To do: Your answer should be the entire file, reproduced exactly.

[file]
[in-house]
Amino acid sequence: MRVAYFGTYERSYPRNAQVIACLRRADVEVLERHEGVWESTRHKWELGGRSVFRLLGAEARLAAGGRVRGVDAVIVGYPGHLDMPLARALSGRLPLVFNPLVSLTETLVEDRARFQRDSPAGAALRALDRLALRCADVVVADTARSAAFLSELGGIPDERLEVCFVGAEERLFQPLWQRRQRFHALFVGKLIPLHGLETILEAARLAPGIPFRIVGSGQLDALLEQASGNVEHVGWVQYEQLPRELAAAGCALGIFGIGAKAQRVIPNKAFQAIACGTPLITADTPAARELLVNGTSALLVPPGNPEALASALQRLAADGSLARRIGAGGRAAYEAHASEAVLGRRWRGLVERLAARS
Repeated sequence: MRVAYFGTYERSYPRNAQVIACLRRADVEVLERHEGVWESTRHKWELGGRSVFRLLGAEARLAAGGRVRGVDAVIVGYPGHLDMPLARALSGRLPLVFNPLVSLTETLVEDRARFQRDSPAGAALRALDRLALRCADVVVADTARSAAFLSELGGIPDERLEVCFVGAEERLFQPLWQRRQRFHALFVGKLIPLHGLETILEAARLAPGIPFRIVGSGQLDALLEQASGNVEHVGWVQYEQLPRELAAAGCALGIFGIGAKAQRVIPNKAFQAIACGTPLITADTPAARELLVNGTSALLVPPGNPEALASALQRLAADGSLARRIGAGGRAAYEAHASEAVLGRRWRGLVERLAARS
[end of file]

[in-house]
Amino acid sequence: MRVAYFGTYERSYPRNAQVIACLRRADVEVLERHEGVWESTRHKWELGGRSVFRLLGAEARLAAGGRVRGVDAVIVGYPGHLDMPLARALSGRLPLVFNPLVSLTETLVEDRARFQRDSPAGAALRALDRLALRCADVVVADTARSAAFLSELGGIPDERLEVCFVGAEERLFQPLWQRRQRFHALFVGKLIPLHGLETILEAARLAPGIPFRIVGSGQLDALLEQASGNVEHVGWVQYEQLPRELAAAGCALGIFGIGAKAQRVIPNKAFQAIACGTPLITADTPAARELLVNGTSALLVPPGNPEALASALQRLAADGSLARRIGAGGRAAYEAHASEAVLGRRWRGLVERLAARS
Repeated sequence: MRVAYFGTYERSYPRNAQVIACLRRADVEVLERHEGVWESTRHKWELGGRSVFRLLGAEARLAAGGRVRGVDAVIVGYPGHLDMPLARALSGRLPLVFNPLVSLTETLVEDRARFQRDSPAGAALRALDRLALRCADVVVADTARSAAFLSELGGIPDERLEVCFVGAEERLFQPLWQRRQRFHALFVGKLIPLHGLETILEAARLAPGIPFRIVGSGQLDALLEQASGNVEHVGWVQYEQLPRELAAAGCALGIFGIGAKAQRVIPNKAFQAIACGTPLITADTPAARELLVNGTSALLVPPGNPEALASALQRLAADGSLARRIGAGGRAAYEAHASEAVLGRRWRGLVERLAARS